According to location its location :


  • Maxillary – can cause pain or pressure in the maxillary (cheek) area (e.g., toothache, headache)

  • Frontal – can cause pain or pressure in the frontal sinus cavity (located above eyes), headache)

  • Ethmoid – can cause pain or pressure pain between/behind the eyes and headaches

  • Sphenoid – can cause pain or pressure behind the eyes, but often refers to the vertex, or top of the head

Signs and symptoms

Headache/facial pain or pressure of a dull, constant, or aching sort over the affected sinuses is common with both acute and chronic stages of sinusitis. This pain is typically localized to the involved sinus and may worsen when the affected person bends over or when lying down. Pain often starts on one side of the head and progresses to both sides.] Acute and chronic sinusitis may be accompanied by thick nasal discharge that is usually green in color and may contain pus (purulent) and/or blood.[ Often a localized headache or toothache is present, and it is these symptoms that distinguish a sinus-related headache from other types of headaches, such as tension and migraine headaches. Infection of the eye socket is possible, which may result in the loss of sight and is accompanied by fever and severe illness. Another possible complication is the infection of the bones (osteomyelitis) of the forehead and other facial bones – Pott's puffy tumor.[14]

Sinus infections can also cause inner ear problems due to the congestion of the nasal passages. This can be demonstrated by dizziness, "a pressurized or heavy head", or vibrating sensations in the head.

Recent studies suggest that up to 90% of "sinus headaches" are actually migraines. The confusion occurs in part because migraine involves activation of the trigeminal nerves, which innervate both the sinus region and the meninges surrounding the brain. As a result, it is difficult to accurately determine the site from which the pain originates. Additionally, nasal congestion can be a common result of migraine headaches, due to the autonomic nerve stimulation that can also cause tearing (lacrimation) and a runny nose (rhinorrhea). A study found that patients with "sinus headaches" responded to triptan migraine medications, but stated dissatisfaction with their treatment when they are treated with decongestants or antibiotics. People with migraines do not typically have the thick nasal discharge that is a common symptom of a sinus infection.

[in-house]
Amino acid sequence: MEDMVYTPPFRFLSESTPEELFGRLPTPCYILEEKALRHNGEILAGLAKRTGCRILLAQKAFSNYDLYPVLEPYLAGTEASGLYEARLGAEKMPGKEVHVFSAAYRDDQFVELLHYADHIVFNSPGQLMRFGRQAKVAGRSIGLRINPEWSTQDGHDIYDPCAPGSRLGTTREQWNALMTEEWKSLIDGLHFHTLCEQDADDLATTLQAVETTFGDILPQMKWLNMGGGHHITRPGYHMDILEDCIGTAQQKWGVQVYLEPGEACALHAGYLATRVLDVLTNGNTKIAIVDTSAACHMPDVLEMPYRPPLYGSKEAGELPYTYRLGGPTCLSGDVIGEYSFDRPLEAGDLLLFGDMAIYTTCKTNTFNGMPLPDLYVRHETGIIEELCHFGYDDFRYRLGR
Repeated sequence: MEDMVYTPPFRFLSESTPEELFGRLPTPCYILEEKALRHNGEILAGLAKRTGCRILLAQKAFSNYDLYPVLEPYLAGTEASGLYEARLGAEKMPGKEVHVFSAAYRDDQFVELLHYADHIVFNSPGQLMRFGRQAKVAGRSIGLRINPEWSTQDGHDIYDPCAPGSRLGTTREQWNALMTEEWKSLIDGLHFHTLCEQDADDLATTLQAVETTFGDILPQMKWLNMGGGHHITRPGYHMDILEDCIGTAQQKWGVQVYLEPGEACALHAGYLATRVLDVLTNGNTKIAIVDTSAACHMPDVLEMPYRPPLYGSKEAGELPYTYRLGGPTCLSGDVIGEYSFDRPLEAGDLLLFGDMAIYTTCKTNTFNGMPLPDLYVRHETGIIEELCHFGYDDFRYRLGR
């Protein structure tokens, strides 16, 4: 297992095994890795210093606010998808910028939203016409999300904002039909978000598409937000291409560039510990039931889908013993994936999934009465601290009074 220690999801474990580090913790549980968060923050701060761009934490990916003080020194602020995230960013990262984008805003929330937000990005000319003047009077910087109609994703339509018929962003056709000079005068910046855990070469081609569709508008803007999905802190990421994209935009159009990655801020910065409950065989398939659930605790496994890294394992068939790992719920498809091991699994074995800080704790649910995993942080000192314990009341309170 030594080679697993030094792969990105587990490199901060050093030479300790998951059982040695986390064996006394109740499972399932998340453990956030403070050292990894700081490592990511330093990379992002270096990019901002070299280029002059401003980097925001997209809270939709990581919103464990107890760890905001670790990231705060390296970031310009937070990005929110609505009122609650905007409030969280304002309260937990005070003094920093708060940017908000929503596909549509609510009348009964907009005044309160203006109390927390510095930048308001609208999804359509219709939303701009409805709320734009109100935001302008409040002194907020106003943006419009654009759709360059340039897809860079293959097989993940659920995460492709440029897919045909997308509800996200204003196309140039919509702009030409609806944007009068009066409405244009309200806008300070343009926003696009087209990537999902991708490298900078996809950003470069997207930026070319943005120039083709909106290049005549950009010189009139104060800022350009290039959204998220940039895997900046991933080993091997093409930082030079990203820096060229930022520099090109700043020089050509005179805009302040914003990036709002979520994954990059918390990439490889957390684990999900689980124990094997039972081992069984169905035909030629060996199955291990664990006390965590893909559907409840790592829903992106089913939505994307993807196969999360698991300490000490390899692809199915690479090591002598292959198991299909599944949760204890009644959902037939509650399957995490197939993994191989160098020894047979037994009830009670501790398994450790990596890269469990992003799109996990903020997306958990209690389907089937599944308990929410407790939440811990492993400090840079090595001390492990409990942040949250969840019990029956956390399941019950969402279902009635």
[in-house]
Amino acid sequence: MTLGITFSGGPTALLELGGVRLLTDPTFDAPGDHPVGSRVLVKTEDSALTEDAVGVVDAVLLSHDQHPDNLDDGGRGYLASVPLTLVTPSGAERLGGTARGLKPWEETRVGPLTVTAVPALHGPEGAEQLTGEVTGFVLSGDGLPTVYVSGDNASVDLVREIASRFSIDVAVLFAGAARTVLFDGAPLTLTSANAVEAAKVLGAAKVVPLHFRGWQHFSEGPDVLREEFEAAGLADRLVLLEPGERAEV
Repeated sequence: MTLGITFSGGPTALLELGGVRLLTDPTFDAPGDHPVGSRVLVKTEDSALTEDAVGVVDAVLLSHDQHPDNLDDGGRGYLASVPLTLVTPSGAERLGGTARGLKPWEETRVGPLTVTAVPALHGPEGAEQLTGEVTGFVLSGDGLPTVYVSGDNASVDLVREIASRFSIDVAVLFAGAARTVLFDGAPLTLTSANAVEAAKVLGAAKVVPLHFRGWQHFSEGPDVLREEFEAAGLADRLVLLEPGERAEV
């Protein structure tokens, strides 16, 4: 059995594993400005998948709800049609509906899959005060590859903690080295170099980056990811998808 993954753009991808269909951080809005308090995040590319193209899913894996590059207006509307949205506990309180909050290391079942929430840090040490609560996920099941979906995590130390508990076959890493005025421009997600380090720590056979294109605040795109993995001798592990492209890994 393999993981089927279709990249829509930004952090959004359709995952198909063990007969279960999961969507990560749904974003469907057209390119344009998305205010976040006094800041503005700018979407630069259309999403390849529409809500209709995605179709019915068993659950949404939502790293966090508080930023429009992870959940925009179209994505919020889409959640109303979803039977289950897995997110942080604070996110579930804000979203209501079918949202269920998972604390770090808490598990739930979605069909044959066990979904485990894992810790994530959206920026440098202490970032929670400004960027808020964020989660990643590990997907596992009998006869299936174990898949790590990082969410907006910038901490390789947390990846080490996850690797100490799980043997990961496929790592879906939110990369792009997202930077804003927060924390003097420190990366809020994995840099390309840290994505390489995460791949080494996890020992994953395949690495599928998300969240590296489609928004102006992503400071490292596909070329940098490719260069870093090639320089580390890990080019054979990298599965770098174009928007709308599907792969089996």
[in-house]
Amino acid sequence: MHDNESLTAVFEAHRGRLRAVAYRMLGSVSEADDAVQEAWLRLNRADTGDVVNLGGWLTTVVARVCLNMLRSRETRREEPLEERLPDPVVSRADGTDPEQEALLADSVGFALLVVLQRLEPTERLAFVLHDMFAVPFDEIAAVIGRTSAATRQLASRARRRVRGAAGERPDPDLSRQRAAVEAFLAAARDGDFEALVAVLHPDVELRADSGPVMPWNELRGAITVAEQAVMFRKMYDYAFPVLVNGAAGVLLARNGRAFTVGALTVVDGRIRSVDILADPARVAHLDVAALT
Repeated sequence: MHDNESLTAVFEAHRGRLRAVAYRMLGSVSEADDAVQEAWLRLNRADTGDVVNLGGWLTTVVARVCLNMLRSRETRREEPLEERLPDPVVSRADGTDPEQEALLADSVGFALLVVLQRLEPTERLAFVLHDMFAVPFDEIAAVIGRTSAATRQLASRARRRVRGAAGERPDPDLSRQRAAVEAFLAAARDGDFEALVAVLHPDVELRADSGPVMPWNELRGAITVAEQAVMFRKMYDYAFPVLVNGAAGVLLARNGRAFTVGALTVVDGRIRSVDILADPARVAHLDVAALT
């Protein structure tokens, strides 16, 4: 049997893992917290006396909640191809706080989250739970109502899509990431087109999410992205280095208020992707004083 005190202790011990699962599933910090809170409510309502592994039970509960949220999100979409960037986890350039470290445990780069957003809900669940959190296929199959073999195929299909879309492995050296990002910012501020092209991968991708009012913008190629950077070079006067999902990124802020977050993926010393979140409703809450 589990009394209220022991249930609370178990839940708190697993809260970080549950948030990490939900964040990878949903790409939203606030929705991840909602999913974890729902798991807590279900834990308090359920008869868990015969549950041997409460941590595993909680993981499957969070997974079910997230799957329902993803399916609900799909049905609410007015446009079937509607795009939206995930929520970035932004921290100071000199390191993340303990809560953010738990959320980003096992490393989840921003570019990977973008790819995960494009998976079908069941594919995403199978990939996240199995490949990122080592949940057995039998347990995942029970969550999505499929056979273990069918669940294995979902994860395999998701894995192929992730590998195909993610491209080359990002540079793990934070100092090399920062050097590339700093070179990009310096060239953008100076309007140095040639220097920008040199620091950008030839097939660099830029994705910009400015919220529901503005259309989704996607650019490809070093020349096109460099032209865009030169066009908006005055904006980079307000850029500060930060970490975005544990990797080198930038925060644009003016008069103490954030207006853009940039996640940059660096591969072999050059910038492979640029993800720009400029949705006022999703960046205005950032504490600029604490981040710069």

Complications

The close proximity of the brain to the sinuses makes the most dangerous complication of sinusitis, particularly involving the frontal and sphenoid sinuses, infection of the brain by the invasion of anaerobic bacteria through the bones or blood vessels. Abscesses, meningitis, and other life-threatening conditions may result. In extreme cases the patient may experience mild personality changes, headache, altered consciousness, visual problems, seizures, coma, and possibly death.

Sinus infection can spread through anastomosing veins or by direct extension to close structures.